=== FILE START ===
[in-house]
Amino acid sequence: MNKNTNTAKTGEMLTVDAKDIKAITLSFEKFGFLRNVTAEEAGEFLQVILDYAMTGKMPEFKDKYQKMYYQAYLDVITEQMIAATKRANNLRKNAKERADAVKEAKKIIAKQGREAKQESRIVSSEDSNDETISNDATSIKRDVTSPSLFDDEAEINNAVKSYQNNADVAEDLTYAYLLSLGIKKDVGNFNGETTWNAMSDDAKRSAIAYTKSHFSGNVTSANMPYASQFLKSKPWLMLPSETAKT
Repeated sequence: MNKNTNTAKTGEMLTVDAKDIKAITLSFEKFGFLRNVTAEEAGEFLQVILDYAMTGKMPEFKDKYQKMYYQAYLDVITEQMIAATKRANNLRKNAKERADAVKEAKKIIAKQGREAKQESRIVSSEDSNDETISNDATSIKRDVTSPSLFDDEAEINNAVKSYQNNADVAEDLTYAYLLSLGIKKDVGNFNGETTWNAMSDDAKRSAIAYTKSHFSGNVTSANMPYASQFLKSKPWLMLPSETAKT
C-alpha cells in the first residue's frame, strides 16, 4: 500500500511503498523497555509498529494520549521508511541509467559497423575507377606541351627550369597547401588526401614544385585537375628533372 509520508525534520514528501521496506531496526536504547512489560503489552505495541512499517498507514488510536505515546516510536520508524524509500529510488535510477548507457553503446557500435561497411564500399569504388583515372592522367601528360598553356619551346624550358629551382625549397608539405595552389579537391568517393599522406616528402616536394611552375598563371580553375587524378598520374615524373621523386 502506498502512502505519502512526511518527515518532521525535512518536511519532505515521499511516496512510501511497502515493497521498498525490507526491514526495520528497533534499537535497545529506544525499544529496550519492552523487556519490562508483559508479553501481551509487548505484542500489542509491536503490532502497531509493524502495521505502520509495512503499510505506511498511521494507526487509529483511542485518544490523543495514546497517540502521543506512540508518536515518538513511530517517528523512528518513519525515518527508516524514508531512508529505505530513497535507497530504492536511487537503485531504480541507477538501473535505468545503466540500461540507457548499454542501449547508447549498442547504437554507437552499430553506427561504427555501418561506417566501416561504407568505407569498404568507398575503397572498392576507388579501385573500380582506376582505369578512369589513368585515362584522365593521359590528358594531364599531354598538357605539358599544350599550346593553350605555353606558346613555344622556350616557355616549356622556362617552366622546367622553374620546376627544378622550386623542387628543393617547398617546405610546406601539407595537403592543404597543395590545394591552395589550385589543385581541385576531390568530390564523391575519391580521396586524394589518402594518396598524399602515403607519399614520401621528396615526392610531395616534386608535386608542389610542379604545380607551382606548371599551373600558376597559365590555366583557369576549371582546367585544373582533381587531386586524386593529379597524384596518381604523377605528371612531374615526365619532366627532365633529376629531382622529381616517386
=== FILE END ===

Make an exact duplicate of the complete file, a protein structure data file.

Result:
[in-house]
Amino acid sequence: MNKNTNTAKTGEMLTVDAKDIKAITLSFEKFGFLRNVTAEEAGEFLQVILDYAMTGKMPEFKDKYQKMYYQAYLDVITEQMIAATKRANNLRKNAKERADAVKEAKKIIAKQGREAKQESRIVSSEDSNDETISNDATSIKRDVTSPSLFDDEAEINNAVKSYQNNADVAEDLTYAYLLSLGIKKDVGNFNGETTWNAMSDDAKRSAIAYTKSHFSGNVTSANMPYASQFLKSKPWLMLPSETAKT
Repeated sequence: MNKNTNTAKTGEMLTVDAKDIKAITLSFEKFGFLRNVTAEEAGEFLQVILDYAMTGKMPEFKDKYQKMYYQAYLDVITEQMIAATKRANNLRKNAKERADAVKEAKKIIAKQGREAKQESRIVSSEDSNDETISNDATSIKRDVTSPSLFDDEAEINNAVKSYQNNADVAEDLTYAYLLSLGIKKDVGNFNGETTWNAMSDDAKRSAIAYTKSHFSGNVTSANMPYASQFLKSKPWLMLPSETAKT
C-alpha cells in the first residue's frame, strides 16, 4: 500500500511503498523497555509498529494520549521508511541509467559497423575507377606541351627550369597547401588526401614544385585537375628533372 509520508525534520514528501521496506531496526536504547512489560503489552505495541512499517498507514488510536505515546516510536520508524524509500529510488535510477548507457553503446557500435561497411564500399569504388583515372592522367601528360598553356619551346624550358629551382625549397608539405595552389579537391568517393599522406616528402616536394611552375598563371580553375587524378598520374615524373621523386 502506498502512502505519502512526511518527515518532521525535512518536511519532505515521499511516496512510501511497502515493497521498498525490507526491514526495520528497533534499537535497545529506544525499544529496550519492552523487556519490562508483559508479553501481551509487548505484542500489542509491536503490532502497531509493524502495521505502520509495512503499510505506511498511521494507526487509529483511542485518544490523543495514546497517540502521543506512540508518536515518538513511530517517528523512528518513519525515518527508516524514508531512508529505505530513497535507497530504492536511487537503485531504480541507477538501473535505468545503466540500461540507457548499454542501449547508447549498442547504437554507437552499430553506427561504427555501418561506417566501416561504407568505407569498404568507398575503397572498392576507388579501385573500380582506376582505369578512369589513368585515362584522365593521359590528358594531364599531354598538357605539358599544350599550346593553350605555353606558346613555344622556350616557355616549356622556362617552366622546367622553374620546376627544378622550386623542387628543393617547398617546405610546406601539407595537403592543404597543395590545394591552395589550385589543385581541385576531390568530390564523391575519391580521396586524394589518402594518396598524399602515403607519399614520401621528396615526392610531395616534386608535386608542389610542379604545380607551382606548371599551373600558376597559365590555366583557369576549371582546367585544373582533381587531386586524386593529379597524384596518381604523377605528371612531374615526365619532366627532365633529376629531382622529381616517386